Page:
by Patrick McMullen
We are pleased to announce our most recent manuscript, A systematic approach to evaluate plausible modes of actions for mouse lung tumors in mice exposed to 4-methylimidazole, published in Regulatory Toxicology and Pharmacology. 4-methylimidazole is a ubiquitous compound present in foods that undergo thermal browning (i.e., Maillard reaction) processes. The work described here—a combined effort of investigators from ScitoVation and ToxStrategies supported by the American Beverage Association—aimed to develop a better understanding of how effects observed in rodents exposed to 4-methylimidozole might translate to people.
Toxicology studies performed in rodents often feature compound exposures that are substantially higher than would be experienced by a human. There are several reasons for this approach to experimental design. Most significantly, constraints on the size of treatment groups (due to practical and animal welfare considerations) mean that a large effect size is required to acheive statistically meaningful results. However, this high-dose design raises several challenges for the interpretation of the results. In some cases, it is unclear how to extrapolate risk—from a quantitative perspective—from extremely high doses to a dose that would be relevant to human exposure. Additionally, the cause of toxicity in high dose animal studies may not be relevant at lower concentrations that humans might experience. For example, high concentrations in tissues in animal studies often saturate metabolism, leading to secondary effects on the processing of food and normal chemicals within the body that are not relevant for estimating human risk because they are unlikely to occur.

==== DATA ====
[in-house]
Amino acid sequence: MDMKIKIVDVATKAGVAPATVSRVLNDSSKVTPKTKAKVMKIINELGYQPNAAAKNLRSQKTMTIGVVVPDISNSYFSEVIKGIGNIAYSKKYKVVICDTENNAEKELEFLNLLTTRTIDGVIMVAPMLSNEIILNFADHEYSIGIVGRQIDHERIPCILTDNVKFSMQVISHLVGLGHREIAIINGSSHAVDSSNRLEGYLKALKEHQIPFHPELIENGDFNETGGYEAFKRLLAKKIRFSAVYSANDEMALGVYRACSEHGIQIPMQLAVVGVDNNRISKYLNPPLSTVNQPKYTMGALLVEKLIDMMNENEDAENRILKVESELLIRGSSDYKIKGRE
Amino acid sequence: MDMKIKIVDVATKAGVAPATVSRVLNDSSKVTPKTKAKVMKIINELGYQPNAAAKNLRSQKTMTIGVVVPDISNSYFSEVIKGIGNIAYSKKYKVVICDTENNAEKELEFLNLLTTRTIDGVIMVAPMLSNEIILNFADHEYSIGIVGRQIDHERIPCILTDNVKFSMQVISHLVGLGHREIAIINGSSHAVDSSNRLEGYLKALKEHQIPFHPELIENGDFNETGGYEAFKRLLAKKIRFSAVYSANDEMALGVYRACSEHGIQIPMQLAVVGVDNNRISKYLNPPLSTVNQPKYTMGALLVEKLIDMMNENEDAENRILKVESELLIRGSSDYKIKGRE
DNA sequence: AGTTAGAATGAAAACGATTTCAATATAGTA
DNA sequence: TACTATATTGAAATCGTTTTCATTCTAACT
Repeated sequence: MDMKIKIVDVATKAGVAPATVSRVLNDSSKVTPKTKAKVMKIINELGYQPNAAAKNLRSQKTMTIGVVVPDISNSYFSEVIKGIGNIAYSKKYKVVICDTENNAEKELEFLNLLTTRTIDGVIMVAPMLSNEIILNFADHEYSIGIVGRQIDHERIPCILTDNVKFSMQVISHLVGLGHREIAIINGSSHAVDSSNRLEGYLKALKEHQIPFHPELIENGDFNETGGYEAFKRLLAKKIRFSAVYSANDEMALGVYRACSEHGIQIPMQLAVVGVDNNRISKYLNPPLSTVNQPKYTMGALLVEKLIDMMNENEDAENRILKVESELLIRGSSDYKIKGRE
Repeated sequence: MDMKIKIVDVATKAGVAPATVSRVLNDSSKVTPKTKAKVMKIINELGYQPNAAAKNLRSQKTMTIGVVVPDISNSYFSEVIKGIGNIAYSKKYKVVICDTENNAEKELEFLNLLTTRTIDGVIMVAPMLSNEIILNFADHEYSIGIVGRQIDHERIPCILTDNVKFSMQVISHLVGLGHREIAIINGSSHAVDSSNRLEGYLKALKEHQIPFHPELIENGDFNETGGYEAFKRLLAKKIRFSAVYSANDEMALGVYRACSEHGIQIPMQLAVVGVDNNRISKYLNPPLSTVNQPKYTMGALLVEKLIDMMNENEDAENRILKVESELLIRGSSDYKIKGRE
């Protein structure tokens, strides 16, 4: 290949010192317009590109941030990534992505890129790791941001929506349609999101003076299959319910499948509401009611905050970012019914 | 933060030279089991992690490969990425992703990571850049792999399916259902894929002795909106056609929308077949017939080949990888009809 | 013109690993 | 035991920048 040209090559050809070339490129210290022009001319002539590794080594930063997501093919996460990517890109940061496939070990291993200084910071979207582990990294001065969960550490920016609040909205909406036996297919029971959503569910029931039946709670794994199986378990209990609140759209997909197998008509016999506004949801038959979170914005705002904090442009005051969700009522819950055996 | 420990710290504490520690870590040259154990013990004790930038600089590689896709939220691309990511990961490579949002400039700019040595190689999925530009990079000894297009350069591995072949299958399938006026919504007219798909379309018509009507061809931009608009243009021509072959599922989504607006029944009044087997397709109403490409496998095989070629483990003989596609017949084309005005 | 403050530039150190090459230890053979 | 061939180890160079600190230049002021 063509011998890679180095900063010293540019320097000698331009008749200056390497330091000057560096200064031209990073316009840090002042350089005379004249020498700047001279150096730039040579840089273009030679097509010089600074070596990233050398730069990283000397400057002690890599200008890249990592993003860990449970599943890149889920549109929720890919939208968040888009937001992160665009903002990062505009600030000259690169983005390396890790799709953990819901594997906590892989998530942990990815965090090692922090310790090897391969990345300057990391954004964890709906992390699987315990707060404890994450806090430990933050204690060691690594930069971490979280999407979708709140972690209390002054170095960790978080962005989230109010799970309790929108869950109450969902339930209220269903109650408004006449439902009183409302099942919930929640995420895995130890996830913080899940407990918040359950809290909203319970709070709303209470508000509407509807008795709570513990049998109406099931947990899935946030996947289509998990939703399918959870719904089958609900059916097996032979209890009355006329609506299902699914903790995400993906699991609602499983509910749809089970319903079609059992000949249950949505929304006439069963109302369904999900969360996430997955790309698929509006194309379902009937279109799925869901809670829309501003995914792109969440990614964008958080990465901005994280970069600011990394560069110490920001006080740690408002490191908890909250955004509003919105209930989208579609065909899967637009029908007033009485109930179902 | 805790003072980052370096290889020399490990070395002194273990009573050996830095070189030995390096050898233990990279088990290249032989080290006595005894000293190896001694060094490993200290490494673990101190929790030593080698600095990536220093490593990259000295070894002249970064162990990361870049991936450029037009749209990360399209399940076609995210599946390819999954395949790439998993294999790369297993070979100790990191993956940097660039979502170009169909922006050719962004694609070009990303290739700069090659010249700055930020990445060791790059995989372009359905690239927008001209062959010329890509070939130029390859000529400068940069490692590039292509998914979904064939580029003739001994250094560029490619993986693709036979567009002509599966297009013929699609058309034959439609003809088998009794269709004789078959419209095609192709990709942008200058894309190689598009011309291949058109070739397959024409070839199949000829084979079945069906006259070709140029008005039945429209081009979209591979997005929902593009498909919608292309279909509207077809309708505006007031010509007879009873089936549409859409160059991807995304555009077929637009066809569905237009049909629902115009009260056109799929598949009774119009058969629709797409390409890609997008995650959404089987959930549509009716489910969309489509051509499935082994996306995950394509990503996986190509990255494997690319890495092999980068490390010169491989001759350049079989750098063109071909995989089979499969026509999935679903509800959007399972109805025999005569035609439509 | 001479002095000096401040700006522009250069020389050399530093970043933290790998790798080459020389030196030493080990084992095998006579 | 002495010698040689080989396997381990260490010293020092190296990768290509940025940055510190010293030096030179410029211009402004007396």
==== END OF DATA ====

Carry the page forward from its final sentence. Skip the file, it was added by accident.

A study performed by the National Toxicology Program found tumors in the lungs of mice exposed to a 4-methylimidazole concentration 170,000 times higher than the No Significant Risk Level set by California EPA. Our paper investigates what chemical-biological mechanisms might be driving the tumor formation in rodents. Understanding the mechanism behind the tumors is critical for interpreting potential impacts on humans. Central to the work is a review integrating existing studies into a framework known as the Key Characteristics of Carcinogens. By exploring what published evidence says about each characteristic, we were able to determine that genotoxic and cytotoxic mechanisms are unlikely to play a role.
One of ScitoVation’s key contributions to the work was an investigation of the gene expression changes caused by 4-methylimidazole. Toxicogenomics—measurement of transcriptional changes in response to chemical exposure—is an invaluable tool for determining compound mode of action. Here, we compared the effects of 4-methylimidazole in mice to the effects of other compounds that cause liver tumors. The results indicated that the liver tumors were unlikely to form by a genotoxic mechanism. Toxicogenomics can be used in this way as a basis of identifying or narrowing possible modes of action.